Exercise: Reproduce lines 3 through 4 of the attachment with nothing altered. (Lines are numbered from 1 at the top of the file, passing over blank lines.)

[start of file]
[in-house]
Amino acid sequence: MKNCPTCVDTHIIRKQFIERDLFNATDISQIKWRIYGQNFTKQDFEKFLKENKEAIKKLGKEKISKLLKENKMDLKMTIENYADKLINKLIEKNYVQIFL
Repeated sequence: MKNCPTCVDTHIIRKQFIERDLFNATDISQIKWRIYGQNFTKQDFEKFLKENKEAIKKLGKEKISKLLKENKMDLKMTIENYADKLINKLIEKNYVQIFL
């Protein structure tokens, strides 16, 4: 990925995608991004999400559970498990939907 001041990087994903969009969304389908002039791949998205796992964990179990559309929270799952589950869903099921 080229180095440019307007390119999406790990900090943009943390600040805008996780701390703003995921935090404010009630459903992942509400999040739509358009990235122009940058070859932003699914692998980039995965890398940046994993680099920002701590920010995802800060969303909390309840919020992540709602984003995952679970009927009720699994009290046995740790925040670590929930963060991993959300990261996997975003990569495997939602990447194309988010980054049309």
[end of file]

Repeated sequence: MKNCPTCVDTHIIRKQFIERDLFNATDISQIKWRIYGQNFTKQDFEKFLKENKEAIKKLGKEKISKLLKENKMDLKMTIENYADKLINKLIEKNYVQIFL
């Protein structure tokens, strides 16, 4: 990925995608991004999400559970498990939907 001041990087994903969009969304389908002039791949998205796992964990179990559309929270799952589950869903099921 080229180095440019307007390119999406790990900090943009943390600040805008996780701390703003995921935090404010009630459903992942509400999040739509358009990235122009940058070859932003699914692998980039995965890398940046994993680099920002701590920010995802800060969303909390309840919020992540709602984003995952679970009927009720699994009290046995740790925040670590929930963060991993959300990261996997975003990569495997939602990447194309988010980054049309």